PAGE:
when it is only just beginning to be awakened, it often means nothing
more than half-seeing landscapes and clouds of colour. The full arousing
of this brings about clairvoyance.

233. The centre between the eyebrows is connected with sight in
yet another way. It is through it that the power of magnification of minute
physical objects is exercised. A tiny flexible tube of etheric matter is
projected from the centre of it, resembling a microscopic snake with
something like an eye at the end of it. This is the special organ used in that
form of clairvoyance, and the eye at the end of it can be expanded or
contracted, the effect being to change the power of magnification
according to the size of the object which is being examined. This is what
is meant in ancient books when mention is made of the capacity to make
oneself large or small at will. To examine an atom one develops an organ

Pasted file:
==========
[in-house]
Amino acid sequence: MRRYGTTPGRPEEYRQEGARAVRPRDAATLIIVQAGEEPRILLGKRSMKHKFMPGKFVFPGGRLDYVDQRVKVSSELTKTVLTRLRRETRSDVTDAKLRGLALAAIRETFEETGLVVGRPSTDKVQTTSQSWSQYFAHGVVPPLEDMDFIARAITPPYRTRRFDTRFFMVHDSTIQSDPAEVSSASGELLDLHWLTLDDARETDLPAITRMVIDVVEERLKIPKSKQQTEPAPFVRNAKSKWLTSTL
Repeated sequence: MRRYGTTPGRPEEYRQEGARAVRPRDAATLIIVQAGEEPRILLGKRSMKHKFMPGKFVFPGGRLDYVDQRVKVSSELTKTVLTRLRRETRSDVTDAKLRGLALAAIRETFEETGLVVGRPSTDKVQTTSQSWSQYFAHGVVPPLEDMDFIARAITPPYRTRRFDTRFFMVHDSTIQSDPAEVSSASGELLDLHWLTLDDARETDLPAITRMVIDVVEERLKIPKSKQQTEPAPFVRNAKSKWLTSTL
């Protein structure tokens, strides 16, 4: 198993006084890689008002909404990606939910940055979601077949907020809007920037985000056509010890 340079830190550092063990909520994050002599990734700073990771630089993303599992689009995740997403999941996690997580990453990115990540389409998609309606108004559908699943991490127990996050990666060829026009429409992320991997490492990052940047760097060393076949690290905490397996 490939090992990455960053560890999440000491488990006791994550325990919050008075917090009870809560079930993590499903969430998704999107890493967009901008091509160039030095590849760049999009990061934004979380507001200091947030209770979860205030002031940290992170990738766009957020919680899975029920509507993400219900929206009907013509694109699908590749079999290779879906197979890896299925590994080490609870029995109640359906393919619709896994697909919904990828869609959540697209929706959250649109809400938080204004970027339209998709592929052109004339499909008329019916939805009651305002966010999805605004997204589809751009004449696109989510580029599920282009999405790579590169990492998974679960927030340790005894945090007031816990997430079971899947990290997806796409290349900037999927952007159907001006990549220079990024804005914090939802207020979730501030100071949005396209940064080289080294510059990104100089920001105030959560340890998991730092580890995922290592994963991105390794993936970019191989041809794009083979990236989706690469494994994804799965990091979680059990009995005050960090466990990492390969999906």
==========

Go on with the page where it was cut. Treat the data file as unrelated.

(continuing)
of vision commensurate in size with the atom. This little snake projecting
from the centre of the forehead was symbolized upon the head-dress of the
Pharaoh of Egypt, who as the chief priest of his country was supposed to
possess this among many other occult powers.
234. When the seventh centre is quickened, the man is able by
passing through it to leave his body in full consciousness, and also to
return to it without the usual break, so that his consciousness will be
continuous through night and day. When the fire has been passed through
all these centres in a certain order (which varies for different types of
people) the consciousness becomes continuous up to the entry into the
heaven-world at the end of the life on the astral plane, no difference being
made by either the temporary separation from the physical body during
sleep or the permanent division at death.


236. Before this is done, however, the man may have many
glimpses of the astral world, for specially strong vibrations may at any
time galvanize one or other of the chakras into temporary activity, without